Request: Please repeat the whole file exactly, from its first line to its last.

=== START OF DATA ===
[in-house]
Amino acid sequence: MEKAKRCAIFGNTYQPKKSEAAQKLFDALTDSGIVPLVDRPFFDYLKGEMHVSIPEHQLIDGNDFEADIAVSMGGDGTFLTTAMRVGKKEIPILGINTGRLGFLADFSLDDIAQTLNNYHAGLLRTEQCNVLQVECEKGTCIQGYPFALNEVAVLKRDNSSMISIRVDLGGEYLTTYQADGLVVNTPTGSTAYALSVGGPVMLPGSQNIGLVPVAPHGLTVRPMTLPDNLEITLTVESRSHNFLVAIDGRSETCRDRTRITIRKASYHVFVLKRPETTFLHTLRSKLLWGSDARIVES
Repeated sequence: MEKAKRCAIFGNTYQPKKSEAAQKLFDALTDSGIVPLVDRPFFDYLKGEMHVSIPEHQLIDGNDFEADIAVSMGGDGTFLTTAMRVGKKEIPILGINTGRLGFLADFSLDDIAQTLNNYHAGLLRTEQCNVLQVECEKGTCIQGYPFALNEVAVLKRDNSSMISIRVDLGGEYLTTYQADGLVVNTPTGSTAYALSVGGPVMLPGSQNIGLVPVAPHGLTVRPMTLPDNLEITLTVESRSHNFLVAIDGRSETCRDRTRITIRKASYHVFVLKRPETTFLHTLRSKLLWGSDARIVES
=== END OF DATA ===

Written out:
[in-house]
Amino acid sequence: MEKAKRCAIFGNTYQPKKSEAAQKLFDALTDSGIVPLVDRPFFDYLKGEMHVSIPEHQLIDGNDFEADIAVSMGGDGTFLTTAMRVGKKEIPILGINTGRLGFLADFSLDDIAQTLNNYHAGLLRTEQCNVLQVECEKGTCIQGYPFALNEVAVLKRDNSSMISIRVDLGGEYLTTYQADGLVVNTPTGSTAYALSVGGPVMLPGSQNIGLVPVAPHGLTVRPMTLPDNLEITLTVESRSHNFLVAIDGRSETCRDRTRITIRKASYHVFVLKRPETTFLHTLRSKLLWGSDARIVES
Repeated sequence: MEKAKRCAIFGNTYQPKKSEAAQKLFDALTDSGIVPLVDRPFFDYLKGEMHVSIPEHQLIDGNDFEADIAVSMGGDGTFLTTAMRVGKKEIPILGINTGRLGFLADFSLDDIAQTLNNYHAGLLRTEQCNVLQVECEKGTCIQGYPFALNEVAVLKRDNSSMISIRVDLGGEYLTTYQADGLVVNTPTGSTAYALSVGGPVMLPGSQNIGLVPVAPHGLTVRPMTLPDNLEITLTVESRSHNFLVAIDGRSETCRDRTRITIRKASYHVFVLKRPETTFLHTLRSKLLWGSDARIVES